“He comes from an EVA background, which is the job I had prior to being assigned to this mission,” Arnold added. “He’s been here a long time, he’s very technically sharp. It’s his second mission, his first time in command of the Soyuz. He’s very kind, he has a great sense of humor, and I think he does a really good job of bringing people together and making them feel part of the team.”

Of the three new station crew members, Feustel has the most spacewalk experience. He participated in two shuttle missions for a combined 28 days 15 hours in space, one in 2009 to service the Hubble Space Telescope and another in 2011 to help finish construction of the space station.

He logged 21 hours and 20 minutes of EVA time during three excursions at the space station and another 20 hours and 58 minutes during three spacewalks to work on the Hubble telescope.

The Soyuz rocket set for launch Wednesday rolled out to its launch pad Monday at the Baikonur Cosmodrome in Kazakhstan. Credit: NASA/Joel Kowsky

Feustel and Arnold expect to venture outside the space station on March 29 to install wireless communications gear that will be used by an external payload and, eventually, by approaching commercial crew ferry ships being built by Boeing and SpaceX. They also plan to swap out a high-definition camera and remove aging hoses in the station’s ammonia coolant system.

Two more NASA spacewalks are expected in the May-June timeframe, followed by a Russian excursion in August. But the primary goal of the mission is science, with a full agenda of experiments and research on tap, along with the usual station maintenance work.

Asked what he was looking forward to the most, Artemyev said through an interpreter “I really hope our work will be a step forward towards further solar system exploration.”

“Everything that we’re doing on the station is a step forward to future flights to the moon, to Mars and farther,” he said. “And, of course, we need to stay friends throughout our joint endeavour. … We cannot allow politics to rule our life on the ISS.”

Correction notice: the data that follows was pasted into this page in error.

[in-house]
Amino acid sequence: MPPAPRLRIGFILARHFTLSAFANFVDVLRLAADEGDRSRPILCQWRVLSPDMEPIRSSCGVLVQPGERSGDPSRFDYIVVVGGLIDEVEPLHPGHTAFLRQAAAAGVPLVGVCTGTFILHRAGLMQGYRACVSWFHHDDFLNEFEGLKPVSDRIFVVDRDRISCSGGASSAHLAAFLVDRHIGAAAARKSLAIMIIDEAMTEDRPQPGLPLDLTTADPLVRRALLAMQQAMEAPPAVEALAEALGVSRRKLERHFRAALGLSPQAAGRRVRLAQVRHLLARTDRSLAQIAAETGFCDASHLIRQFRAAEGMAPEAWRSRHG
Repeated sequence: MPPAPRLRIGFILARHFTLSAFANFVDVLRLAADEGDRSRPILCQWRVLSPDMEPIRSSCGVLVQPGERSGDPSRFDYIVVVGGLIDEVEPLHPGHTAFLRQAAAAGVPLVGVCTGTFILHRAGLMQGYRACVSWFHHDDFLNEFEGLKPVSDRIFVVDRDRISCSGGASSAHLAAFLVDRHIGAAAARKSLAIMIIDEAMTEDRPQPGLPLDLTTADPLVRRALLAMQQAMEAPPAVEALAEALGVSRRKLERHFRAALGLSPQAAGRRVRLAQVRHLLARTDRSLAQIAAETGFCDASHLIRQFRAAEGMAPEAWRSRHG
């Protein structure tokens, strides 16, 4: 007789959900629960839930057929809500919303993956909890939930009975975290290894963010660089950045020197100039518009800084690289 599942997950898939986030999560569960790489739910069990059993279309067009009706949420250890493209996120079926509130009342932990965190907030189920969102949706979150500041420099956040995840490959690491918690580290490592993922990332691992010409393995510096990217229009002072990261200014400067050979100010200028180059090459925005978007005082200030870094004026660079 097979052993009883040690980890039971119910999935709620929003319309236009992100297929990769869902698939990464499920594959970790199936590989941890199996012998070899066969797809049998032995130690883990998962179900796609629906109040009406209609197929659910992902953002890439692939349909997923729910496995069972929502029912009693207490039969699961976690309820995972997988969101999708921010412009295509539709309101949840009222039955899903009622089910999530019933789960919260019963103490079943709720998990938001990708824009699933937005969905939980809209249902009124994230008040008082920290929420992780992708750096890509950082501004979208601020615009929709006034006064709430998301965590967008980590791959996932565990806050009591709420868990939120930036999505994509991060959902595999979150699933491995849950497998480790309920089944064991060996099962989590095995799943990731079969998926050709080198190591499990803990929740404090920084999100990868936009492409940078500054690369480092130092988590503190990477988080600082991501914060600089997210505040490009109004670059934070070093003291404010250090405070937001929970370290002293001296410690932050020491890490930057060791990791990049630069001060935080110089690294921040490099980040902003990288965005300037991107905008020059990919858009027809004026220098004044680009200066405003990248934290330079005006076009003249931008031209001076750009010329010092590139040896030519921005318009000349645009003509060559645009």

Arnold said he was looking forward to living on the station long term rather than visiting as a “quick house guest” like he did on his previous shuttle mission.

“You don’t really get the sense of living and working in space” on a short visit, he said. “You’re kind of there to do a specific job and then turn around and go home. The pace will be different, I believe, the continuity and the science, actually seeing day to day how the flight plan lays out and then when we do have some time off to be able to enjoy the view. I think it’s just going to have a different feel to it.”

A graduate of the U.S. Naval Academy, Arnold taught middle school science in Maryland, earned a master’s degree in environmental science and later taught in Casablanca, Morocco, Riyadh, Saudi Arabia, West Papua, Indonesia, and Bucharest, Romania.

Arnold said he also hopes to follow in the footsteps of the Acaba, a fellow teacher, “to really shine a light on the people who are working in our nation’s and the world’s classrooms, just to kind of say this is what’s possible, these are amazing people, we have really talented folks working in the classroom and just to kind of say thanks to them.”

For Feustel, it’s the science and a chance to maintain the equipment that’s most appealing about a long-term stay aboard the station. He worked as an auto mechanic while attending community college in Michigan, restoring 1950s-era Jaguars, before earning a doctorate in geology and eventually working as a geophysicist for Exxon.

“I’m looking forward to the science,” he said, “but what I’m really looking forward to is the opportunity to keep the space station living for another six months and have it well prepared to receive the next crew that comes on after us.

“As you know, we’re the hands, eyes and ears of the researchers, and our job is just to keep things operating and executing the science. Most of us don’t make up science experiments to take to space, but we’re really there to make sure everything gets done to ensure the success of the mission.

“I’m a bit of a gearhead, so putting my hands on the hardware to make sure we can keep it operating will be a fun challenge.”

Shkaplerov, Tingle and Kanai are scheduled to return to Earth on June 3 to close out a 167-day voyage while Artemyev, Feustel and Arnold expect to remain in space for 159 days, returning to a landing on the steppe of Kazakhstan on Aug. 28.